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Gorging on Gadgets

Documentary filmmaker Sue Williams is finishing up her latest documentary about our beloved electronic gadgets, Death By Design. I was involved in the project and traveled with Williams to south China’s Guangdong province, to the the town of Guiyu, which is one of the world’s major centers of e-waste recycling. There, workers extract gold, silver, and other precious metals by burning and heating old motherboards in boiling tin. The process can be seen starting at the 2:30-mark in the video below. It is time we think harder about the environmental implications of these devices as the number of them is predicted to skyrocket in the coming years.

The world currently generates 20-50 million tons of electronic waste every year. The U.S. alone throws away 3 million to 4 million tons of electronics every year, of which only 30 percent is recycled responsibly. Much of the e-waste generated in the U.S. and Europe gets exported to China, where people in places such as Guiyu subject their health to the worst form of “recycling.” Now, atmospheric chemists in the U.S. have found traces of heavy metals in cloud droplets, evidence that we are unwittingly re-importing the pollution we thought we’d off-shored to places such as China.

Williams’ film also covers the health disasters that resulted from the booming semiconductor industry that started in Silicon Valley, an industry that produced dozens of Superfund sites around the country and thousands of gallons of toxic solvents from chip plants. Watch the trailer below and follow the film’s progress on the Death by Design website.

On a happier note, in the film Brotherhood, by Enric Ribes and Oriol Martínez, released in January 2016, Qu Maomao has worked in an underwear factory for the past four years, for eight hours a day, without breaks. During that time, he and his coworkers have formed a competitive kickboxing team with tight fraternal bonds. The film shows Qu and his teammates preparing to face off against a rival team from Shandong, alongside Qu’s struggle to please his girlfriend’s parents, who disapprove of their daughter’s dating a man with no car and no appartment. Brotherhood conveys its story without relying on words, showing us how Qu’s team emerges victorious and leaving us in a train station with Qu as he prepares to ask his girlfriend’s parents for permission to date their daughter. It’s a touching short full of emotion and an interesting look at the life of Chinese factory workers.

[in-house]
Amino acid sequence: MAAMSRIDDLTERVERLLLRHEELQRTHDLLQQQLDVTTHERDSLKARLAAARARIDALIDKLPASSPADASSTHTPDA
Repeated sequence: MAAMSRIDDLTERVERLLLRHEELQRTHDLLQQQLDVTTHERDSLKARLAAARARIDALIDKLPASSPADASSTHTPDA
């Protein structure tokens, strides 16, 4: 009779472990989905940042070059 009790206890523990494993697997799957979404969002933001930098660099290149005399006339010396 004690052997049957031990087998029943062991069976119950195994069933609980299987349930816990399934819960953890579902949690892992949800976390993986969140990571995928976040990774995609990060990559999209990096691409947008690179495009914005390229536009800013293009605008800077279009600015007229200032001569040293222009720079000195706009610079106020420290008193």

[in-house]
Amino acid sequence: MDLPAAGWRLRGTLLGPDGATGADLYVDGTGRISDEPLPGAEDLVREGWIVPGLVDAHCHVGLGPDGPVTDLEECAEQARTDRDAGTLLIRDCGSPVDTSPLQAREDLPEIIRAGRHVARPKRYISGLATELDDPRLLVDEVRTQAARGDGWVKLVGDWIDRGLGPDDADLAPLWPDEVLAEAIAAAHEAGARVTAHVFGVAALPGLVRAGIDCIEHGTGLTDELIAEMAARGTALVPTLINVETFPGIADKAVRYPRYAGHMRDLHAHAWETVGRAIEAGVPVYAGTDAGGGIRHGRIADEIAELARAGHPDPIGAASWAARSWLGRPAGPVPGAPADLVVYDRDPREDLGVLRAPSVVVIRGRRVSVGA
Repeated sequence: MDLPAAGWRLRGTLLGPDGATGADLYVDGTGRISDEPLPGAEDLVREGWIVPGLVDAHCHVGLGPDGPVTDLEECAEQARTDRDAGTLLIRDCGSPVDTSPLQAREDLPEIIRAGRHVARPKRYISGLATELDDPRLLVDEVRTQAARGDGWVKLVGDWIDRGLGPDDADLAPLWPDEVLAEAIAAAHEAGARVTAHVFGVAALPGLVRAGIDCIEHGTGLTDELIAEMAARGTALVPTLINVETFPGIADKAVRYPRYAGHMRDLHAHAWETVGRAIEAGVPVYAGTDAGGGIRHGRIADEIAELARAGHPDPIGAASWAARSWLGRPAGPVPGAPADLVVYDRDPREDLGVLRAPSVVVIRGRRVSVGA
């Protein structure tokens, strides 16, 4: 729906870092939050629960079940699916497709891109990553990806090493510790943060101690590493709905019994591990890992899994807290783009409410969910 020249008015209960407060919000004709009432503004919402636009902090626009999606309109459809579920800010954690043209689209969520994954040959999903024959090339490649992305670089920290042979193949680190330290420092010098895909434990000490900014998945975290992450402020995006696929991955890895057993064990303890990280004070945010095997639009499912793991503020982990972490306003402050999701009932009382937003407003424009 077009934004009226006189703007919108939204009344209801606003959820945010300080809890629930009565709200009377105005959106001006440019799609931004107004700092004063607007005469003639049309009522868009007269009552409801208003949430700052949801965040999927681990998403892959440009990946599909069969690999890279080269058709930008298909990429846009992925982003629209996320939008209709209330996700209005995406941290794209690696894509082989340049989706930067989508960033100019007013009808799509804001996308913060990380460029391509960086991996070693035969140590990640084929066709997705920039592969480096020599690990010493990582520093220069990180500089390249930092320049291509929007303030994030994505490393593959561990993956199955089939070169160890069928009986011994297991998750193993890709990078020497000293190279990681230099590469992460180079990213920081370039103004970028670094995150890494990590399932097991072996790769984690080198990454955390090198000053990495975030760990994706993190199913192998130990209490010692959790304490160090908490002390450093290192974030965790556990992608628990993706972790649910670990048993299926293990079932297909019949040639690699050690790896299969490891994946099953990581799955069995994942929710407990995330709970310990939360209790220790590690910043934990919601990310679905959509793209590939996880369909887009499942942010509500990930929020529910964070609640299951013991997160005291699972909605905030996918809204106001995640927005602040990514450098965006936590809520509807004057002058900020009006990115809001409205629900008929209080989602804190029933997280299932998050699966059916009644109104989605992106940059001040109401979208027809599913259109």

Tens of millions of people are moving into China’s megacities to find work and a better life—and 10 years ago, Lei Hu was among them. Now, he and his wife, Ruan Chuanju, are breaking that mold by returning to their hometown of Chibi in Hubei to rediscover the countryside. They’ve turned their journey into a photo essay that gives a deep look into a lesser-seen China.

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Ten years ago, Lei Hu’s father sent him to Nanjing to study and find work. The birth of his daughter in 2014 changed that. Hu and his wife now want her to have the same childhood experiences they did. So they left Nanjing and moved back into the Lei family home.

Of course, the first order of business after being gone 10 years is to clean your room!

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Watching his daughter’s experiences reflect his own childhood memories has been Hu’s favorite part of the journey. He plants the same fruit trees with his daughter that his father planted with him.

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Over time, Hu has begun to document life in Chibi outside his family home. He and his wife are looking into ways they can record and preserve the history of the town. Of course, one of the simplest ways is by photographing daily life.

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Check out Hu’s photos and follow the Lei family’s story here:

Country Life by Lei Hu